VA Overhauls Police Force After Scathing Watchdog Reports, Lapses in Hospital Security

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Department of Veterans Affairs police.
VA police officers Matthew Moressi (left) and Chavis Jefferson take a moment outside of one of the on-site police cruisers at the Columbia VAHCS. (VA/Jennifer Scales)

The Department of Veterans Affairs announced a major overhaul of the structure and management of its police force, in response to scathing watchdog reports on waste and poor oversight that led to lapses in security for patients and staff.

The announcement last week by the VA said that the police force of about 4,200 would be realigned at its hospitals and other facilities in a "critical step forward," following recommendations by the VA's Office of Inspector General and the Government Accountability Office.

"The realignment will be the most extensive since the creation of the police force and will fundamentally change standardization and oversight across the enterprise," VA Secretary Robert Wilkie said in a statement.

"This highlights my commitment to the high standards of professionalism and transparency across the department," which the GAO and IG's reports said had been lacking in management of the police force, he added.

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The two watchdog reports last year detailed short-staffing in the police ranks, millions in wasted overtime, and failures of inspections and oversight caused by a confusing command structure in which individual executives in the Veterans Health Administration (VHA) set differing standards for policing at hospitals.

"The governance problems stemmed from confusion about police program roles and authority and a lack of a centralized management or clearly designated staff within VHA to manage and oversee the police program," the IG's report said.

In the effort at reform, the VA announced that a police national governance body will be created to manage and oversee policy issues.

In addition, a new police modernization office will implement uniform standards for policing, and the VA police force will be divided into four multi-state regions under the head of a regional law enforcement director.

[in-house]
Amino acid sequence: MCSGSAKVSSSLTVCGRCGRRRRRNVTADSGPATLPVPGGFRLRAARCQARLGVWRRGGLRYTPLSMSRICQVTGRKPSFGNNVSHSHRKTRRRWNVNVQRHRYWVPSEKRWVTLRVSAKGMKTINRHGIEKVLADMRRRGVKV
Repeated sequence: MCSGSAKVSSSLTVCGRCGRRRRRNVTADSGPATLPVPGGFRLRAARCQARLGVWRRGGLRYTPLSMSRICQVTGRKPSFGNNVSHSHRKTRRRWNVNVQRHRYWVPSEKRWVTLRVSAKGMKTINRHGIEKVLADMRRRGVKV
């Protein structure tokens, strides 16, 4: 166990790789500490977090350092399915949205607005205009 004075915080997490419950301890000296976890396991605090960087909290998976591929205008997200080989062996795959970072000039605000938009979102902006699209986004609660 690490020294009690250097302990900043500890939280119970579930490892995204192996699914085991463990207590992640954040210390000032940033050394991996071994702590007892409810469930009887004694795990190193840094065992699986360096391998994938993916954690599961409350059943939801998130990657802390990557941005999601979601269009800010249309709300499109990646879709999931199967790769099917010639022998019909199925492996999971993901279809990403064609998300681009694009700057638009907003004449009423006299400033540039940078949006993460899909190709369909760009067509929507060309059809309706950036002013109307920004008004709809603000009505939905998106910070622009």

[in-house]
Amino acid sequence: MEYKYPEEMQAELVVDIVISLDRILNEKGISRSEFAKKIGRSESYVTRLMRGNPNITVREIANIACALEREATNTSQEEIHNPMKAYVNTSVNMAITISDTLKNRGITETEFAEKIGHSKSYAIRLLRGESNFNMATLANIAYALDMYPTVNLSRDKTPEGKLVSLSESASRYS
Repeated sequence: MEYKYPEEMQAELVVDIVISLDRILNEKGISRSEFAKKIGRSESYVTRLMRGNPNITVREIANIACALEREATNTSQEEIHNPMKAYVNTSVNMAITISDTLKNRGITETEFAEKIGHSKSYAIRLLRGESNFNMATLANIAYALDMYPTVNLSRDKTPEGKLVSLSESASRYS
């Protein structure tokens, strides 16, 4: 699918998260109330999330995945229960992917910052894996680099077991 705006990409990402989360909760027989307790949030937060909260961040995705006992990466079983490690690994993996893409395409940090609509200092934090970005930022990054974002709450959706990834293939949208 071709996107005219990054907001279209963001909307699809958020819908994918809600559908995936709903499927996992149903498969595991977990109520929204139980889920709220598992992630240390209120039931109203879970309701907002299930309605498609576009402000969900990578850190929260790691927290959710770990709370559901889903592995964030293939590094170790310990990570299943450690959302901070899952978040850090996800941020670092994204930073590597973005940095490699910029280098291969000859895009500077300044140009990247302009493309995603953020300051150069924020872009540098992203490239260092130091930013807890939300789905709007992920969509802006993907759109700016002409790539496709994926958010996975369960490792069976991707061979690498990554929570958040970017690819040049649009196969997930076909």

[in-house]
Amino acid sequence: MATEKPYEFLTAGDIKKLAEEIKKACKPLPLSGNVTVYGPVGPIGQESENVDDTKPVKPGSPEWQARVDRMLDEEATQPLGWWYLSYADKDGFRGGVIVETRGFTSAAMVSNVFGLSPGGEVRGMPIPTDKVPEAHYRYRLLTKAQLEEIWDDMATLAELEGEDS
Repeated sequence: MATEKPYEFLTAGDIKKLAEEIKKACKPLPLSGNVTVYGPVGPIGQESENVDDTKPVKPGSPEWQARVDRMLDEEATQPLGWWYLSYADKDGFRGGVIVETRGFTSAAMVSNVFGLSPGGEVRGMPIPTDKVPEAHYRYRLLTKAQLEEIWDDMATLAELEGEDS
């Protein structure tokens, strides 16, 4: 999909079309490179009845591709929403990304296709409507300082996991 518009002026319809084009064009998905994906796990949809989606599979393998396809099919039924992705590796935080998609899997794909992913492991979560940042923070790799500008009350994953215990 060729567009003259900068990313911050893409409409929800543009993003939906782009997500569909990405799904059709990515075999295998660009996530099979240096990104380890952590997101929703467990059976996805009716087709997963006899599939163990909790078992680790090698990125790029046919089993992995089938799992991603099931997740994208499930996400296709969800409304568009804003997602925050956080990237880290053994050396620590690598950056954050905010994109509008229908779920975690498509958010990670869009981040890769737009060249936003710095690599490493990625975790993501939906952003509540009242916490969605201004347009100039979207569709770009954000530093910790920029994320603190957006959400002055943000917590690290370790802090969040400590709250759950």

A police chief in each of the 18 Veterans Integrated Service Networks will direct law enforcement operations under the oversight of the Office of Operations, Security and Preparedness, the VA said in a release.

The problems in VA policing were highlighted at a June hearing of the House Veterans Affairs Subcommittee on Oversight and Investigations on "Examining VA's Police Force."

Subcommittee members from both parties pointed to allegations of misconduct and excessive use of force by VA police.

Rep. Brian Mast, R-Florida, focused on a February incident at the West Palm Beach, Florida, VA Medical Center in which a double-amputee patient allegedly pulled a weapon from his motorized wheelchair and fired at least six shots in the emergency room, wounding a doctor in the neck and injuring two VA staff.

Mast noted that there was also a suicide at the West Palm Beach VA facility in February, adding that Wilkie had pledged "a complete review of our security protocols" in response.

Under questioning by Mast and others, Renee Oshinski, the acting deputy under secretary for health for operations and management at VHA, said a change in wheelchair policy was being implemented.

"We are asking at all sites that, when people come to the emergency department, they be put in a wheelchair that is owned by the medical center," she said.

-- Richard Sisk can be reached at Richard.Sisk@Military.com.

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